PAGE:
It's cold and rainy at the moment. I still go to work by bike, so does a colleague of mine. All the nice weather cyclists in our department stopped going by bike. They say "Oh, it's so cold and rainy - we rather go by car or bus or tram." We say: "Oh, we don't want to be crammed into a tram or bus with lots of people in wet coats and wet umbrellas and we don't want to endure the stop-and-go traffic sitting in the car and hunting for a parking lot. Going by bike is the fastest way to get from home to work at rush hour."

The problem here is: you really seem to have to believe the things you think about something so telling yourself that plain green salad with cucumber infused Water is the yummiest thing in the world and tracking every morsel of food for the rest of your life on MFP is the leisure time activity to do might not work. ;)

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21 hours ago, GreenTealael said:

I don't mind, I want all the information. Good and bad changes.

Not sure what more information I'm able to provide. In the end it's just some thoughts and opinions based on personal experience.

As for changes I believe that when hard times are coming your way you need your energy for something different than the food/exercise/self-control world. And there seems to be a lot of proof that this is true. Just look at the posts on this board in which people talk about regain and when the regain started to happen. There usually seems to be a stressful event that started the "old habits" again.

I also believe that a lot boils down to trust issues in the end.

Do you trust yourself with food now? Do you think that you can e. g. ever eat something "bad" at a party or bring "bad" food home and eat it without blowing the whole WLS thing because you're afraid that you will want MORE tomorrow, next week, next month? Do you trust yourself enough that you will take up exercising again after you paused for a week or two because you had a cold? Do you think that without an arbitrary set of strict rules somebody else set for you, you will gain back all the weight and more within the blink of an eye?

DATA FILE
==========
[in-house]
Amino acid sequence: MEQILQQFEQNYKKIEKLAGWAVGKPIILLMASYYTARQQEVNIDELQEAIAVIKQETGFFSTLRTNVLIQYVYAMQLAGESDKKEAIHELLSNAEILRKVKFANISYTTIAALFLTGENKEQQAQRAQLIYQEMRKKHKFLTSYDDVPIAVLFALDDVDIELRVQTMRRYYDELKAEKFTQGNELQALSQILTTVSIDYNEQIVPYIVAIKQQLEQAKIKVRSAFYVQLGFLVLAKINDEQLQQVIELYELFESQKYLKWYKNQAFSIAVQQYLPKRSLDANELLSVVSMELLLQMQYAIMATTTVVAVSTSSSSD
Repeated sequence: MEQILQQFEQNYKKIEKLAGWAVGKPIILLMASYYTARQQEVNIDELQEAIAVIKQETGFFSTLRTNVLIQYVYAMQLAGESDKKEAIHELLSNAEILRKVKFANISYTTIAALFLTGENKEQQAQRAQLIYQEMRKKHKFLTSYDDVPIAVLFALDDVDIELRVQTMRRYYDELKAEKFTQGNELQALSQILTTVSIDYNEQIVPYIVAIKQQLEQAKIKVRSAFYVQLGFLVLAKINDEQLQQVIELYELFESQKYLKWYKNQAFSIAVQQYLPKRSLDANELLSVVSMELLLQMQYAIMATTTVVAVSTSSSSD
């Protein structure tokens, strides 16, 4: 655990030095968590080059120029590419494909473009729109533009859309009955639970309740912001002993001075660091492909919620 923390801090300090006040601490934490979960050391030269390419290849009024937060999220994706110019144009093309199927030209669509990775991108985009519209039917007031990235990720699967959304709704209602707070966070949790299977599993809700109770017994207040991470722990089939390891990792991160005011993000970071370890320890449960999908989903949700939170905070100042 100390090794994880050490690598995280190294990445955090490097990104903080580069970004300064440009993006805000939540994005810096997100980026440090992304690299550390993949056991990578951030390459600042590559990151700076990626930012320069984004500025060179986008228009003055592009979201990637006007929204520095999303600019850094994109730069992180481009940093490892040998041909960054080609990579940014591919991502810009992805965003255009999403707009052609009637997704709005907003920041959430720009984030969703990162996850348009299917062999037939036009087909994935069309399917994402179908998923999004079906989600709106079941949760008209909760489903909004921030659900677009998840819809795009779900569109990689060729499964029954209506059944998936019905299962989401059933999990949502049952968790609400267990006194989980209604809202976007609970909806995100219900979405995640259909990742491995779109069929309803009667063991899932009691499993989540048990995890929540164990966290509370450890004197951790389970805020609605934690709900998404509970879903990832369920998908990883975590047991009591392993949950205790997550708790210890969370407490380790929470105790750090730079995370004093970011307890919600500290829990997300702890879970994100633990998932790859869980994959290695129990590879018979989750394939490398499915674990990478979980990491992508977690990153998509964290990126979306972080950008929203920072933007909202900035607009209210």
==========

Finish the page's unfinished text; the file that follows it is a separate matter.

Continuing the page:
It might raise your heart rate significantly if you only think about that someone actually suggested that you should "trust yourself" when it comes to issues that have something to do with your body after the whole world told you for decades that you "cannot be trusted". It will definitely throw you out of your comfort zone to trust yourself with body/food issues.

Learning to have a certain level of trust in yourself takes work and a big step out of the comfort zone. It's like beginning a new job and acquiring the new skills needed to do that job properly. However, I firmly hold the opinion that it's worth the hassle.

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Ok, so what you describe is very reasonable and logical--especially in people who are skinny and have that skill set.